So you’ve decided on exploring backcountry skiing, but are leery of laying down your hard-earned coin for a bunch of gear you barely understand. Given a sufficient fund of enthusiasm and resourcefulness, you can collect the gear, and experience you need, while minimizing collateral damage to your finances.
First, and foremost, it should be recognized that you are trading off convenience for cash. Understand that you will be offsetting financial cost with sweaty armpits, burning legs, chest-deep flailing, fumbled buckles, cold snow in places that should be warm and dry, and immense heapings of humility.
This strategy only works if exploring the backcountry is an itch you can’t scratch, the question that won’t go away, the koan you can’t put down. IT IS NOT: a strategy for getting your significant other into the sport, who has said, “Oh, I don’t know. Maybe I would give it a try sometime…”
What I offer is my experience, not expert advice. I came to the world of ski touring in my early 30’s, my only prior experience with snow being a report I wrote on snowboarding in seventh grade. To spell it out boldly, there is as many (most likely more) mistakes as excellence in my method.
First spend time at a resort, and polish your skill level up to at least low-level intermediate. Be able to reliably make it down groomed runs in full control, then start exploring the powder and open trees at the resort before your first foray out of bounds.
Snowboarding was my point of entry, as the gear can be had much cheaper, and is not quite as specific (virtually all snowboard boots already have a “walk” mode, by virtue of their softer construction).
For less than $100, I was able to posthole my way to the top of the nearest untracked slope. My method of navigation was to grab an aspen tree and pivot, recover from crash, aim for next aspen tree, repeat. It took me roughly as long to get down as it did to get to the top, so I figured one lap was good enough to call things even.
As a ski touring beginner, I had no idea of the inefficiencies I was enduring. It was simply the means within my grasp to get to the top of the hill. More than any blog post or spreadsheet, the existence of a better way was most clearly illustrated the first time I went back to the same spot with a friend on a splitboard setup, who cruised along top the snow, while I punched thigh deep holes.
A splitboard would have been the cheapest next step, but knowing my proclivities for bushwhacking, and general exploring, skis were the logical endpoint. I had crossed the threshold from vague interest in playing on snow to committed pursuit of backcountry exploration. With this series of investments, the expenditure curve rose sharply, while the frustration curve flattened significantly, and access to terrain opened exponentially.
Though each of these expenditures was nearly as much as I spent on my second hand snowboard set up, they were easily staged out. Purists of thrift may note that items such as poles are often to be found in surplus. Relying on hand-me-down gear has the tattered glory of dirtbag tradition attached to it, but there is dignity and gumption-building in collecting your own set of dedicated gear.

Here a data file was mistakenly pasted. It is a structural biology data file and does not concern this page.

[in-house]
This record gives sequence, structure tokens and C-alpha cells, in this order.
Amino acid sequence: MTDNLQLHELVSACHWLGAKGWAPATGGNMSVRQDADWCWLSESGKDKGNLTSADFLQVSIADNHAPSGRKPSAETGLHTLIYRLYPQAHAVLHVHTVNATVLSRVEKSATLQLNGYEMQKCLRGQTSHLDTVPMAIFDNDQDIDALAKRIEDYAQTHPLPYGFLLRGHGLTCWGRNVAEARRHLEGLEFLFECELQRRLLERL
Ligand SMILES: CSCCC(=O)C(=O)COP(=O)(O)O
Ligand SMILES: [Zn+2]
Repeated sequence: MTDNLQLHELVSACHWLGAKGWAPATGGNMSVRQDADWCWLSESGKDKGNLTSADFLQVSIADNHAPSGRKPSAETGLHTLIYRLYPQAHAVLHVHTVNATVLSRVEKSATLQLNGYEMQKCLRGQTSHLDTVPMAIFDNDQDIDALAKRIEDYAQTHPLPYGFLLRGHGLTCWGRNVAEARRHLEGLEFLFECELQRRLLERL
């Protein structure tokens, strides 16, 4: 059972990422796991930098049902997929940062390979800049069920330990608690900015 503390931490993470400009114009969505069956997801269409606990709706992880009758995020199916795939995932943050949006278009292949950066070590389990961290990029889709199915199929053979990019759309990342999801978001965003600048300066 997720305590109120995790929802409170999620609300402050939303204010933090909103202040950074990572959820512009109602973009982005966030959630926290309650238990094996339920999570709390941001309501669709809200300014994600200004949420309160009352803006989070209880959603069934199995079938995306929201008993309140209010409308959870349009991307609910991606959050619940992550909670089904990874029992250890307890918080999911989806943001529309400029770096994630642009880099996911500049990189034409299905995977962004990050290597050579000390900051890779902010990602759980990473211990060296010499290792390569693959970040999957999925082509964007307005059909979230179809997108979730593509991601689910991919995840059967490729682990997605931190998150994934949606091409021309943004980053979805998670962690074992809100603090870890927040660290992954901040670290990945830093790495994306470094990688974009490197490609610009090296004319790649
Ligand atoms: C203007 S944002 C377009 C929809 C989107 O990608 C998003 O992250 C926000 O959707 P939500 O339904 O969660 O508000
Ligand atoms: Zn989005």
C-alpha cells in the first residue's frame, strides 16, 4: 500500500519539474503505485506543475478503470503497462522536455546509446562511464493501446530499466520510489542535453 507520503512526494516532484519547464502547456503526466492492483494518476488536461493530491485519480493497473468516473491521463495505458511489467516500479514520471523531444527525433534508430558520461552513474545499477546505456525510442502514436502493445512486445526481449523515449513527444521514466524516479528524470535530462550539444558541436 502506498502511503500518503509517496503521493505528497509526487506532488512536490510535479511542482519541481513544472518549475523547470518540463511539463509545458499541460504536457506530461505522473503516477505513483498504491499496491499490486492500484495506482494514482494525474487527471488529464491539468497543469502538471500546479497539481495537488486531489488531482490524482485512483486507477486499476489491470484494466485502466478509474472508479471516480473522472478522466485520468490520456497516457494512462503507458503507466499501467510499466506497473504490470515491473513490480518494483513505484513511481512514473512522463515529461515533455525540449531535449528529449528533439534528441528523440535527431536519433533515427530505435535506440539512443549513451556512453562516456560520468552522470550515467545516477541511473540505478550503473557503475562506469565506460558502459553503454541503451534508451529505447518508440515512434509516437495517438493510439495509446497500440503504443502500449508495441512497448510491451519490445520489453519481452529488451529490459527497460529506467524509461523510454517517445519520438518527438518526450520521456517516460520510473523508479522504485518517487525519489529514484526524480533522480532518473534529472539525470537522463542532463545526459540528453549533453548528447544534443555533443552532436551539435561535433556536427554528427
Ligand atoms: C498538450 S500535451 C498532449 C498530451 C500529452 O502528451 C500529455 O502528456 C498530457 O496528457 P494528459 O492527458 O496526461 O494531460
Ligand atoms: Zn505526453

For the beginner’s tabula rosa, each piece of gear is an introduction to its basic function, and the starting point from which you can say, “I wish it would do this better…”
I started with frame bindings (Atomic Tracker 13), because it was the cheapest entry point I could find into touring bindings, not for cliff-hucking beef. The weight factor really didn’t even enter my mind until my first hut trip. On the seven mile skin in from Hunter Creek trailhead to the Fritz Benedict hut, I finally realized that whatever “fast & light” gear was, it was not what I was dragging on my feet. This season, I have upgraded to Dynafit Speed Radical bindings, and TLT 6 boots; awaiting new skis to complete my own “fast and light” set up. The WildSnow preference for tech bindings may come across as elitism, but the more time spent earning turns, the more apparent the lightweight advantages of the tech binding become.
My experience illustrates the vector of the cost:benefit ratio. The willingness to exchange capital for efficiency of movement rises sharply the more committed one becomes to exploring the sport. As a beginner, one is able to enjoy tremendous leaps in proficiency, even on low-level equipment. Would the learning curve be easier on better equipment? Certainly.
If the goal is to become proficient at ski touring as soon as possible, start with the best gear you can afford. However, this approach denies the beginner the chance to experience the full spectrum of improvement in gear. By starting on low-budget, less-refined gear, one grasps a sense of the history of technical progression, and the reasoning behind gear evolution.
(Guest blogger Aaron Mattix grew up in Kansas and wrote a report on snowboarding in seventh grade. His first time to attempt snowboarding was in 2012, and soon switched over to skis for backcountry exploration near his home in Rifle, CO. His skill level is “occasionally makes complete runs without falling.” In the summer, he owns and operates Gumption Trail Works, building mountain bike singletrack and the occasional sweet jump.)